Tennessee's 66-59 Win over Mississippi State In Women's College Basketball Is Costly


_ Tennessee forward Tamika Catchings, last season's player of the year in women's college basketball, tore a knee ligament Monday and will miss the rest of the season.

Catchings tore the anterior cruciate ligament Monday during the second-ranked Vols' 66-59 win over No. 21 Mississippi State. ``We lost our best player and leader,'' Lady Vols coach Pat Summitt said. ``She was injured the way she played the game _ all out and hard on every play.''

The 6-foot-1 senior, who finished with a game-high 17 points and 13 rebounds, fell hard on her right knee after driving to the basket with 5:34 remaining and Tennessee ahead 55-46.

She stopped to shoot the ball, was fouled and then crashed to the floor in obvious pain. The crowd of 11,643 went silent as team doctors and Summitt attended to her. Catchings, a two-time All-American, was helped off the court and put into a wheelchair.

``She fell hard and landed on that knee, but she said she didn't feel anything when she went down but that it was hurting,'' Summitt said. The coaches had hoped that because Catchings didn't hear or feel a pop, which normally indicates torn ligaments, the injury wasn't be serious.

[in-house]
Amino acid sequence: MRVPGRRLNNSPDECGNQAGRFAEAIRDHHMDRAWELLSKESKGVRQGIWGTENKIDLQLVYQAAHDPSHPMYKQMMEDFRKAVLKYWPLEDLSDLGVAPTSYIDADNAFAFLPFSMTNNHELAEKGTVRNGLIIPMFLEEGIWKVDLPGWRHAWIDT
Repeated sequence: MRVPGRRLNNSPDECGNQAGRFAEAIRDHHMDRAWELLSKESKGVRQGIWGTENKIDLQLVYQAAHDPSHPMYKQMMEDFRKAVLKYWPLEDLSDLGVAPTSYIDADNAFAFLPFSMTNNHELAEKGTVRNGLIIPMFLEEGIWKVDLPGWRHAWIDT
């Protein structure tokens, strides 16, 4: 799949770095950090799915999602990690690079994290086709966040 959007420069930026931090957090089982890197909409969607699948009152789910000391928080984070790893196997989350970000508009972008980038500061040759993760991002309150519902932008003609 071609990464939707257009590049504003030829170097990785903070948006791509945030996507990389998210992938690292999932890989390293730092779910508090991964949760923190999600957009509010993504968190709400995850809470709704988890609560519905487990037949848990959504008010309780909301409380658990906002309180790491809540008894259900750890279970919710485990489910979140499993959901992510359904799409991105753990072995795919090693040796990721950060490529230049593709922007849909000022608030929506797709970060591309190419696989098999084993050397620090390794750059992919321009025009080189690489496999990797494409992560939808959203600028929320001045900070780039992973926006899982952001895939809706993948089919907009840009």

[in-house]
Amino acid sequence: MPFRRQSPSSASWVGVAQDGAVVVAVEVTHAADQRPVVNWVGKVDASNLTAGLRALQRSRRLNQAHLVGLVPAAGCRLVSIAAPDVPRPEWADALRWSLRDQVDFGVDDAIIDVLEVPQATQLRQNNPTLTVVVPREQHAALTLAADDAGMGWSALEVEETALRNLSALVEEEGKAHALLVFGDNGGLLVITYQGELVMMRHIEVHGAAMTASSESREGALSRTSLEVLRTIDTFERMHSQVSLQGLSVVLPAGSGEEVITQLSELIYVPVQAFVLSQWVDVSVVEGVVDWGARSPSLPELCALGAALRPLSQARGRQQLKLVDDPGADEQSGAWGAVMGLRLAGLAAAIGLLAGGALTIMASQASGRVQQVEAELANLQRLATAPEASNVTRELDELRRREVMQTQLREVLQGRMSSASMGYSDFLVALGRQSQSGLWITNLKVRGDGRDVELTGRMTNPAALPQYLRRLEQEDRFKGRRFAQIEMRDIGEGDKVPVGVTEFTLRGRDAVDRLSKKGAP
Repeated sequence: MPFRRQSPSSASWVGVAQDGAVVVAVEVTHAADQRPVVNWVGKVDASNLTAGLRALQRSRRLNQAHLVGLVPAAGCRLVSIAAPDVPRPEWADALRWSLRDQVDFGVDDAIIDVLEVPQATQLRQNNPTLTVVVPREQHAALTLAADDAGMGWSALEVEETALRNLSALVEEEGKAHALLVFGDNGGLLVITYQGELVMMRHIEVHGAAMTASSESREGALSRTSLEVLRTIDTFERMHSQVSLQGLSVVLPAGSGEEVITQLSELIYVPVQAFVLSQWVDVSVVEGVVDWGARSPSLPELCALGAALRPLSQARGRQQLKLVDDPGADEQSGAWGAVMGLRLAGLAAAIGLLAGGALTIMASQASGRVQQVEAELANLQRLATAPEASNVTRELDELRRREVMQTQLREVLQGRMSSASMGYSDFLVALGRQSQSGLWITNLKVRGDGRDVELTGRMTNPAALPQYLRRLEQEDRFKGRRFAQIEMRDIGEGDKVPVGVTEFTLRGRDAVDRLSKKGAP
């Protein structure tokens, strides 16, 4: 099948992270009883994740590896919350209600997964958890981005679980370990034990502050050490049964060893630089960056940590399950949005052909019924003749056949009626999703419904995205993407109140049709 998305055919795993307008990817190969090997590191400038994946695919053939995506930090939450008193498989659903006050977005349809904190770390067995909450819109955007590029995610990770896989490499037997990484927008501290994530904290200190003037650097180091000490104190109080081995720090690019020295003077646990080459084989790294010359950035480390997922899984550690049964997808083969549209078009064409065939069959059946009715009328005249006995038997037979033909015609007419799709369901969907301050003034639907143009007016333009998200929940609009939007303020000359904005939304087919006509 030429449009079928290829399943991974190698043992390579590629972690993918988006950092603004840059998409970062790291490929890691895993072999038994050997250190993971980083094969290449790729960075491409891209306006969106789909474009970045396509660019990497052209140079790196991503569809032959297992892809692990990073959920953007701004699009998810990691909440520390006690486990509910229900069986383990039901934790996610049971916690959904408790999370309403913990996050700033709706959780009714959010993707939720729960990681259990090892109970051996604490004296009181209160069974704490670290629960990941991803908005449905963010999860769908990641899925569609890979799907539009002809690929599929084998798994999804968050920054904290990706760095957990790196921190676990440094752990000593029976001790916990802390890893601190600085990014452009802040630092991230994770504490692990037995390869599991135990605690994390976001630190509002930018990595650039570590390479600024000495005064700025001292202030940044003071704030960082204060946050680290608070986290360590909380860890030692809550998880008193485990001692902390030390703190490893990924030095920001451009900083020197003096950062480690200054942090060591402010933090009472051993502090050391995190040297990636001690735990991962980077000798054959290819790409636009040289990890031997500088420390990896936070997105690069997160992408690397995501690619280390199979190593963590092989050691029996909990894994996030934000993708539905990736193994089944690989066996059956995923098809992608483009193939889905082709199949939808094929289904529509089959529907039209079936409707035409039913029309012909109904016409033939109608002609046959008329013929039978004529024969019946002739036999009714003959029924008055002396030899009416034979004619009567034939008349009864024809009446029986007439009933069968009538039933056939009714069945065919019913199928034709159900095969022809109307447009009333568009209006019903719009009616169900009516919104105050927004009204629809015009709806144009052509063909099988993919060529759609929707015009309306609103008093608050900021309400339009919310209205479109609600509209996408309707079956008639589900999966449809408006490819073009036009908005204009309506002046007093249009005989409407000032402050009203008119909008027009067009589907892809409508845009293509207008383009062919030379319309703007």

Catchings was to undergo an MRI later Monday and have surgery later this week. A freshman on the Lady Vols' 1998 national championship team, Catchings was one of four seniors for Tennessee. She was admired by the younger players, especially Tennessee's four freshmen.

``This is a close team. Tamika has been a big sister to our four freshmen. The four of them were particularly torn up and crying,'' Summitt said before learning of the severity of the injury. ``They were all upset. Catchings was moved to a perimeter position for this season and seemed to be learning her new role. She slashed to the basket, crashed the boards and pulled up for jumpers as she inspired the rest of the team with her tenacity.

``She gives her heart, her all, all of the time,'' sophomore Gwen Jackson said. ``I've tried to model my game after her. She goes out there 40 minutes and never looks tired.''

(Copyright 2001 by The Associated Press. All Rights Reserved.)